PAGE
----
Morphosyntax of Movement Dependencies in Haitian Creole


  • We are very grateful to Franz K. Cozier, Michel Degraff, Ken Hiraiwa, Michael Kenstowicz, David Pesetsky, Norvin Richards, Joel Theodat, and two anonymous reviewers for Syntax for their invaluable comments and discussion. Parts of this paper have been presented at NELS 35 at University of Connecticut (October 2004), Kanda University of International Studies (November 2004), University of Osijek (December 2006), and University of Massachusetts, Amherst (December 2006). We want to thank the audiences for their helpful questions and comments. The research reported here was funded in part by the Research Fellowships of the Japan Society for the Promotion of Science for Young Scientists under Grant No. 9919 to the first author. All errors and inadequacies are our own.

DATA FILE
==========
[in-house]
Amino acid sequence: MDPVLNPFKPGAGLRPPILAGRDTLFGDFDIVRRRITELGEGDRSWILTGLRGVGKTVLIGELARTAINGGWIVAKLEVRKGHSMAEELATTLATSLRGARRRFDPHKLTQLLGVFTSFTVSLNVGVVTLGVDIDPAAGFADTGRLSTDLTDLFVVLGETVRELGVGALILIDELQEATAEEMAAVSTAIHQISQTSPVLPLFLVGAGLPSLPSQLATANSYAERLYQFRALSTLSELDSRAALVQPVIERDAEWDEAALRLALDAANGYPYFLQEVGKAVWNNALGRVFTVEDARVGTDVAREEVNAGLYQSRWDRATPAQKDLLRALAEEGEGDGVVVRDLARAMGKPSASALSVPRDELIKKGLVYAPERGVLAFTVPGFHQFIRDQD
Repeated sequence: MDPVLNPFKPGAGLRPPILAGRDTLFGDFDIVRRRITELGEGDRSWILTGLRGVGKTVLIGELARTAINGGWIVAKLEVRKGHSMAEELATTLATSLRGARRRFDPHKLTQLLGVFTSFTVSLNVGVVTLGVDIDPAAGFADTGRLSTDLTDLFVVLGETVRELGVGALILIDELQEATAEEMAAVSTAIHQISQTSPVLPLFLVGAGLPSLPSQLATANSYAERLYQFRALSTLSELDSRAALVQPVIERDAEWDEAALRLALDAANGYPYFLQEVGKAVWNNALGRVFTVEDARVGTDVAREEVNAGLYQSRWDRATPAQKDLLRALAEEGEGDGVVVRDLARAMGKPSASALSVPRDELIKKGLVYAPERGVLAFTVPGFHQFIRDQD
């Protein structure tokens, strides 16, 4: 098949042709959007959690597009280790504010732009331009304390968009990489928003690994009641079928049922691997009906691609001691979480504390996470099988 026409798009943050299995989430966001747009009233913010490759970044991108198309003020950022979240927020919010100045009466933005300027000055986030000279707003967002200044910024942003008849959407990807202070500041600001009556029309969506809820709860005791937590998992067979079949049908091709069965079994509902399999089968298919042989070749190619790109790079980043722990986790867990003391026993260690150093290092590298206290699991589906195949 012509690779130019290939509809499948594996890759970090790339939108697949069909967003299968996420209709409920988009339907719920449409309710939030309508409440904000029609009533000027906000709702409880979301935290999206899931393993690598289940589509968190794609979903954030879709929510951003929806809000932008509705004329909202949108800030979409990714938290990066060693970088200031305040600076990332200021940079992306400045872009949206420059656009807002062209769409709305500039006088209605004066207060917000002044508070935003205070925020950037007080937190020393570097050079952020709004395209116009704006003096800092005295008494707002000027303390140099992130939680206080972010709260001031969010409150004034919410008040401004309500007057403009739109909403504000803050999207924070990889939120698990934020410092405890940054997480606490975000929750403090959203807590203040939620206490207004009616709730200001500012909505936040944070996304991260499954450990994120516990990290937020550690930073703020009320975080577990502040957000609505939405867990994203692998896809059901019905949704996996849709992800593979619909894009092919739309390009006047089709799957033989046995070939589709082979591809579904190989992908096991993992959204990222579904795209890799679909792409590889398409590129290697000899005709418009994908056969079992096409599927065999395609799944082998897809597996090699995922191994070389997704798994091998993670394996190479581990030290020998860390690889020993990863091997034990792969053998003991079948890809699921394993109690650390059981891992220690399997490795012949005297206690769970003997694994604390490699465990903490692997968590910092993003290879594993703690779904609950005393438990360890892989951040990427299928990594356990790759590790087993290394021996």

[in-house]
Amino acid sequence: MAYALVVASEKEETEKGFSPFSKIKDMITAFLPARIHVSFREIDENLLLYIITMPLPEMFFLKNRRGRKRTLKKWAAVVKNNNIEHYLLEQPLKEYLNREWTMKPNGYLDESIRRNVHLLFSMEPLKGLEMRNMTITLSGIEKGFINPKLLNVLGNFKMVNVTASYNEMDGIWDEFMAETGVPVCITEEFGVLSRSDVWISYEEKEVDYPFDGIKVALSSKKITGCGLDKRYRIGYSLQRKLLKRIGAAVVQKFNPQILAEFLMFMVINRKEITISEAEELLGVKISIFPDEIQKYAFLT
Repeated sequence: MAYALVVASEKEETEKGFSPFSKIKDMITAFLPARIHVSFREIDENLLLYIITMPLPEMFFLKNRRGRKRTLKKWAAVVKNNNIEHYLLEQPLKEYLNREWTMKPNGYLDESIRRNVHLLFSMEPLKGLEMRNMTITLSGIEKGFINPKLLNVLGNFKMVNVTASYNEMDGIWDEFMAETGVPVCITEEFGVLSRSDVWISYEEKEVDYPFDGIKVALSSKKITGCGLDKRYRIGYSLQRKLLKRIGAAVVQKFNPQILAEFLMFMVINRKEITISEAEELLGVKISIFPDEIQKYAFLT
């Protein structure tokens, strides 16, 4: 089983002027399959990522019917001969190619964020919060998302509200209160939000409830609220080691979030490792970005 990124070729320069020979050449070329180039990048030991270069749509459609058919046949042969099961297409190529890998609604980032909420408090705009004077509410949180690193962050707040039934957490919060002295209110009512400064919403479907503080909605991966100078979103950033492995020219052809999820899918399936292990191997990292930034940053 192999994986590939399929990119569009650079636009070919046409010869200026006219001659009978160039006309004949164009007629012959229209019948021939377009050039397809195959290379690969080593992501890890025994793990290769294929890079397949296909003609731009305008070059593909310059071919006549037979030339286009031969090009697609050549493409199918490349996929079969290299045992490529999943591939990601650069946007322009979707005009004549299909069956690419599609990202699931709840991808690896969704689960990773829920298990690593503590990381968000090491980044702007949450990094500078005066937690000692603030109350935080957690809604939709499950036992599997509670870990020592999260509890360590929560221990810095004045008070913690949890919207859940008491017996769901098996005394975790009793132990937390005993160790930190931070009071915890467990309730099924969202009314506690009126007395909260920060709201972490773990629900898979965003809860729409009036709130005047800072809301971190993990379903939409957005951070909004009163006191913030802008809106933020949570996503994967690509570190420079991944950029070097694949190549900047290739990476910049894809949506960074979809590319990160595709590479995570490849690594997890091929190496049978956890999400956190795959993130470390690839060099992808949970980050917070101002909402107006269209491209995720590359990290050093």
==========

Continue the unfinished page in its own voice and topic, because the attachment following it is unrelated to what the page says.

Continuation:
Abstract.  In Haitian Creole the lexical item ki shows up when a subject (but not an object) undergoes operator movement in wh-questions, clefts, and relative clauses. We argue that ki is a phonological reflex of agreement between the complementizer and a wh-phrase. More specifically, the complementizer is spelled out as ki if all its features are checked off by a single goal. We demonstrate that this is accomplished only when the operator is a subject.